CNPS Announces California Native Plant Week 2019
FOR IMMEDIATE RELEASE
Contact: Liv O’Keeffe
CNPS Senior Director, Communications and Engagement
916-447-2677, ext. 202
Apr. 12, 2019, Sacramento, CA — Tomorrow is the first day of California Native Plant Week (April 13 – 21), and the California Native Plant Society (CNPS) is celebrating with events and education across the state.
“The worldwide coverage of California’s super bloom shows us just how much we have to celebrate – and protect — here in California,” said Liv O’Keeffe, senior director of communications and engagement for the California Native Plant Society (CNPS).
But California’s celebrated super bloom sites like Tejon Ranch, Paradise Valley, and Carrizo Plain, are facing serious threats. Last year, the Los Angeles County Board of Supervisors advanced plans for the massive Centennial development project on Tejon Ranch, and the Bureau of Land Management approved the creation of a new oil well and pipeline in Carrizo Plain National Monument. In May, Riverside County will consider approval of an 1,800 acre development at the southern border of Joshua Tree National Park.
“Wherever you live in California, you’ll find incredible native plants and landscapes that deserve our attention and care,” O’Keeffe said. “California Native Plant Week is a great time to get to know the plants in your own community and see how you can help.”
CNPS has 35 chapters throughout California and Baja California, offering California Native Plant Week events like plant ID hikes, wildflower shows, garden tours, native plant sales, and expert talks. See a full listing of events at cnps.org/npw-events.
California’s plants are important.
California has approximately 6,500 types of native plants, more than any other state in the U.S. A third of those species exist only in California, which means these plants are endemic to California and found nowhere else on Earth. California’s plant diversity makes it one of the world’s 36 global biodiversity hotspots, according to Conservation International. California’s plant diversity makes it one of the world’s 36 global biodiversity hotspots, according to Conservation International.
“Native plants are the foundation of ecosystems, supporting pollinators, birds, and the natural resources we all need for survival,” O’Keeffe said. “Saving native plants is really the shortcut to saving everything else. Insects are in decline, development pressure is rising, and we’re seeing the real-time effects of climate change. We urgently need to conserve native plant habitat and plant native gardens to help restore balance.”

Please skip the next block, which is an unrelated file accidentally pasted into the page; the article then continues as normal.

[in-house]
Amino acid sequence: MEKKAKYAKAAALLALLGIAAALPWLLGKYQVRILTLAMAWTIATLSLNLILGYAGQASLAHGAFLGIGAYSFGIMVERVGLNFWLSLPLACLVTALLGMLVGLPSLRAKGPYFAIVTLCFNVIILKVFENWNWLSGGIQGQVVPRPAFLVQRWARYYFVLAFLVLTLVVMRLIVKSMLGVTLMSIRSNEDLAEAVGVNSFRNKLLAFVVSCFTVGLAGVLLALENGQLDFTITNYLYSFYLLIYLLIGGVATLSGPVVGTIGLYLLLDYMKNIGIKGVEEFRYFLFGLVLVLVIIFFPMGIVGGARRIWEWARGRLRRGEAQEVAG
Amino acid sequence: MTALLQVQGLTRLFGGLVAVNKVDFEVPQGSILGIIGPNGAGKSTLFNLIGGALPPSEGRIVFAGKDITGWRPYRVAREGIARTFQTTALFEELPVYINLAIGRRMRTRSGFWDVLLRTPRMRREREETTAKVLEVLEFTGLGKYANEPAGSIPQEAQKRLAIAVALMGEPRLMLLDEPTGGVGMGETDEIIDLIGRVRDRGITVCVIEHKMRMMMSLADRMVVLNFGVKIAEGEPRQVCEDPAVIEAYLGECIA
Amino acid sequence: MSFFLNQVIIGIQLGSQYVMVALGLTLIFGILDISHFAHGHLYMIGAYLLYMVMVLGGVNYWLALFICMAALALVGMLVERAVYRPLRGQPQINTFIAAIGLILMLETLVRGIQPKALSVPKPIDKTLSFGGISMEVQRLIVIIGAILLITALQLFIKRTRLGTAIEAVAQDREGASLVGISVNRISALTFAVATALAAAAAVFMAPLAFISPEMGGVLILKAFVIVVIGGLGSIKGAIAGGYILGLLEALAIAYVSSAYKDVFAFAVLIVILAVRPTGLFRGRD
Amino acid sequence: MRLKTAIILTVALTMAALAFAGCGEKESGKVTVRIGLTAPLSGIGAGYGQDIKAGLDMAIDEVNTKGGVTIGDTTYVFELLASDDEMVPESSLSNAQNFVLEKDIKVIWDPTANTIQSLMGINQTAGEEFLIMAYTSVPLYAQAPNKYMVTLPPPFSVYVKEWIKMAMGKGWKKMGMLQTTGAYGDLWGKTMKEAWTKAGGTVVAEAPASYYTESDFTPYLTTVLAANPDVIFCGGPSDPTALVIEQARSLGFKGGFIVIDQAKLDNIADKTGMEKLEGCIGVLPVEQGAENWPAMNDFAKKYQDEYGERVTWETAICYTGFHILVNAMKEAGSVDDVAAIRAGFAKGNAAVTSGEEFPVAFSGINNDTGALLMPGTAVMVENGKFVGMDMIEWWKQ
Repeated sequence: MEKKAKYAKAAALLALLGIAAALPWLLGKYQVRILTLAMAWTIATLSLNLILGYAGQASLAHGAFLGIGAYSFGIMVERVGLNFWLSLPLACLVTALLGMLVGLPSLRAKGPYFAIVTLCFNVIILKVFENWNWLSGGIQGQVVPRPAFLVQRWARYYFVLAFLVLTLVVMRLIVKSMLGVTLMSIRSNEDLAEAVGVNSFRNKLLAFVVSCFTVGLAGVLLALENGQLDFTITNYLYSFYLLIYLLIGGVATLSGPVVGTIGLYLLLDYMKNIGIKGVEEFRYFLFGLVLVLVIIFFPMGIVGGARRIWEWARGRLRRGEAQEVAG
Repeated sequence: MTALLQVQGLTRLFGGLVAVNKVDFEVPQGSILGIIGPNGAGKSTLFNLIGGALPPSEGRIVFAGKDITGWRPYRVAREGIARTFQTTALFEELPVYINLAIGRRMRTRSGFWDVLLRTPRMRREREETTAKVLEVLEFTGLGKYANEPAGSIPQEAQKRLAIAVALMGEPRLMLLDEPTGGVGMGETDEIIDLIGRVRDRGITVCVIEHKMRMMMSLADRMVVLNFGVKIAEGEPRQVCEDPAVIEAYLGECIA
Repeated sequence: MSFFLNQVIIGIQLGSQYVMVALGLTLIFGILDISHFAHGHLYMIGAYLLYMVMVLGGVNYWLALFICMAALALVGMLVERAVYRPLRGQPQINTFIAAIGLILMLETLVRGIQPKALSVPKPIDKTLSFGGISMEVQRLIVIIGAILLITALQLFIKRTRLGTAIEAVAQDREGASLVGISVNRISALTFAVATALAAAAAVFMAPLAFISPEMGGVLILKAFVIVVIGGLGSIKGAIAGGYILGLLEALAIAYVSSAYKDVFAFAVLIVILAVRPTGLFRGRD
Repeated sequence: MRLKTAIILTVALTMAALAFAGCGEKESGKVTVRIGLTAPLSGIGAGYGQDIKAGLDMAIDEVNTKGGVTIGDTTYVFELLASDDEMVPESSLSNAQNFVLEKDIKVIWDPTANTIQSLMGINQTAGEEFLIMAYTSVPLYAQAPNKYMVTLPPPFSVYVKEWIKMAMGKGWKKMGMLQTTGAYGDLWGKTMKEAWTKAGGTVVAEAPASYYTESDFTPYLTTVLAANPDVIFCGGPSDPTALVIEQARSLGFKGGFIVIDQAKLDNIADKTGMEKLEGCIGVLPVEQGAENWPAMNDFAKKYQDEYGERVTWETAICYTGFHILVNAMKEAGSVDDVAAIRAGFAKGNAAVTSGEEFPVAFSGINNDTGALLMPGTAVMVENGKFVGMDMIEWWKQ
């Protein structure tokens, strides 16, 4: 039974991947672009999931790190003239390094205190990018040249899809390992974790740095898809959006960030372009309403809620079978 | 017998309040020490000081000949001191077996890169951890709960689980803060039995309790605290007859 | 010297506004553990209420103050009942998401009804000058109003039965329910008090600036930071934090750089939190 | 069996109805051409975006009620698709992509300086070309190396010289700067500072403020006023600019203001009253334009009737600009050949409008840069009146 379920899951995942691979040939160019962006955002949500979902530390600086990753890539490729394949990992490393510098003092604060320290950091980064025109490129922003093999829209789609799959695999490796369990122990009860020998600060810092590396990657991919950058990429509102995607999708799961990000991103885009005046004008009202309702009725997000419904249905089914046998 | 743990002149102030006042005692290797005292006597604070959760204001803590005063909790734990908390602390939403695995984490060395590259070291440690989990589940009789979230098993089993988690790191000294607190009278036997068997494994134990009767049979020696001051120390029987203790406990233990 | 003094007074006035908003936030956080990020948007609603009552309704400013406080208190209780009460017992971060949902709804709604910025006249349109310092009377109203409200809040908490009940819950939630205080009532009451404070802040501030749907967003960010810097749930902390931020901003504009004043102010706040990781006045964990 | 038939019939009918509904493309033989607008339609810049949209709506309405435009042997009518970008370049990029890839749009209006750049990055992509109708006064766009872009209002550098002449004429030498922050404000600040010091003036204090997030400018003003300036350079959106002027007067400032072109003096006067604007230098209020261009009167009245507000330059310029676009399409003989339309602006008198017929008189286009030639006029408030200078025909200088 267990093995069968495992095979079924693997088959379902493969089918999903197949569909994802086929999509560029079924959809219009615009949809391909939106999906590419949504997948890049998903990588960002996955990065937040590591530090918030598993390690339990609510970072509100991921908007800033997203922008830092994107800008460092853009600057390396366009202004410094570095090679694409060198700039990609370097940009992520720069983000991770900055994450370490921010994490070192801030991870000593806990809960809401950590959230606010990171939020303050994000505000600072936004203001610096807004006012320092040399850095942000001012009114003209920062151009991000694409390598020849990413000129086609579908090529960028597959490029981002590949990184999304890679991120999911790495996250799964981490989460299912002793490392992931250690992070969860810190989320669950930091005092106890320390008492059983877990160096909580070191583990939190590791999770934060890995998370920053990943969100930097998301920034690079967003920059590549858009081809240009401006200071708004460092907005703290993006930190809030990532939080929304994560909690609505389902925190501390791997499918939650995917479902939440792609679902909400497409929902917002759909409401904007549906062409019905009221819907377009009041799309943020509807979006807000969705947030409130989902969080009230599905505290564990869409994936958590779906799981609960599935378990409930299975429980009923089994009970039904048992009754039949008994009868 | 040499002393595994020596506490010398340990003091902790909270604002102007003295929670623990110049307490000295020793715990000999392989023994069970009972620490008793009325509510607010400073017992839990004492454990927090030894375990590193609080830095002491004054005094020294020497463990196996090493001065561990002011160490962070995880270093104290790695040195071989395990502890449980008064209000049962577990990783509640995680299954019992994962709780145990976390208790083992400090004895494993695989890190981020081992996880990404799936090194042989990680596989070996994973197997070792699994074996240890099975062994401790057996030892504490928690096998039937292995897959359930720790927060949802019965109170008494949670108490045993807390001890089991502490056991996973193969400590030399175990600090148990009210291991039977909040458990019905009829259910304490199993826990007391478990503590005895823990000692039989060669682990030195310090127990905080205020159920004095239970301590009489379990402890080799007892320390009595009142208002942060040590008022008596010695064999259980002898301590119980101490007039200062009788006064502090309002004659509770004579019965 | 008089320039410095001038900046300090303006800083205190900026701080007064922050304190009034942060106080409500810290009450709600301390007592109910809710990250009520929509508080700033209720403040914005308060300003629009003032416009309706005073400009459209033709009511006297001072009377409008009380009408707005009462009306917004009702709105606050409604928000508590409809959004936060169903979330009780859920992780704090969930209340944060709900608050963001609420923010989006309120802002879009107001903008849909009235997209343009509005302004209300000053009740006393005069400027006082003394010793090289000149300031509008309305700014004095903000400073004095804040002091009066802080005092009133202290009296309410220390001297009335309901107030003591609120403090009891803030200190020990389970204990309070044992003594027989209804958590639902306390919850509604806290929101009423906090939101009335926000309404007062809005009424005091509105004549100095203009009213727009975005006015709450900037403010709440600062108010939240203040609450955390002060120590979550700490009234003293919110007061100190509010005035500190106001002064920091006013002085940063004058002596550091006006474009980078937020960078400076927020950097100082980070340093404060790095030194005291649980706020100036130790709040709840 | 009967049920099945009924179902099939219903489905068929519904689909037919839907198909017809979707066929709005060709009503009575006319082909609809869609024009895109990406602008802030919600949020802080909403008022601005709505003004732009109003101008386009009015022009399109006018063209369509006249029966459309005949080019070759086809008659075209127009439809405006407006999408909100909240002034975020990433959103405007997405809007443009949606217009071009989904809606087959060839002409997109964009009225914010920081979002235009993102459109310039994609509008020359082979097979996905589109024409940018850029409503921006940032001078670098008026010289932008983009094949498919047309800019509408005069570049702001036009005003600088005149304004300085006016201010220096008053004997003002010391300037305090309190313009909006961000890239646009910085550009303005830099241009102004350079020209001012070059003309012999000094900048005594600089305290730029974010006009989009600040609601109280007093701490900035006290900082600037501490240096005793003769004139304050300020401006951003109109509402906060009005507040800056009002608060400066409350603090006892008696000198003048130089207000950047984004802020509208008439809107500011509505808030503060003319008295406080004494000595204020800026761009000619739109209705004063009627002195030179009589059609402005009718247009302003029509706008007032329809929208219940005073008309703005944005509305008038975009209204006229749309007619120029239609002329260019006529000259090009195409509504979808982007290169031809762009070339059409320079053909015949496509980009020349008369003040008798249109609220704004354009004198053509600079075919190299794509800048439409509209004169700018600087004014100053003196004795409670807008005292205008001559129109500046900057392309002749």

Last year, the state of California took formal steps to protect and restore California’s unusual biodiversity by launching the California Biodiversity Initiative. The initiative provides state funding and a seven-part roadmap to guide state agencies and partners in their work on behalf of California’s native plants and wildlife. In support of the effort, hundreds of biodiversity scientists have signed onto A Charter to Secure the Future of California’s Native Biodiversity, which defined the vision for California’s Biodiversity Initiative.
A growing number of leaders and Californians now recognize the importance of California’s flora, thanks in large part to the 2010 California State Assembly Resolution 173, which established the third week of April as California Native Plant Week.
Learn more about California’s native plants and ways you can help at cnps.org/nativeplantweek.
About the California Native Plant Society:
The California Native Plant Society is a statewide organization working to save and celebrate California’s native plants and places via plant science, advocacy, education, and horticulture. CNPS staff scientists work closely with thousands of volunteers in 35 chapters throughout California and Baja to promote its mission at the local level. www.cnps.org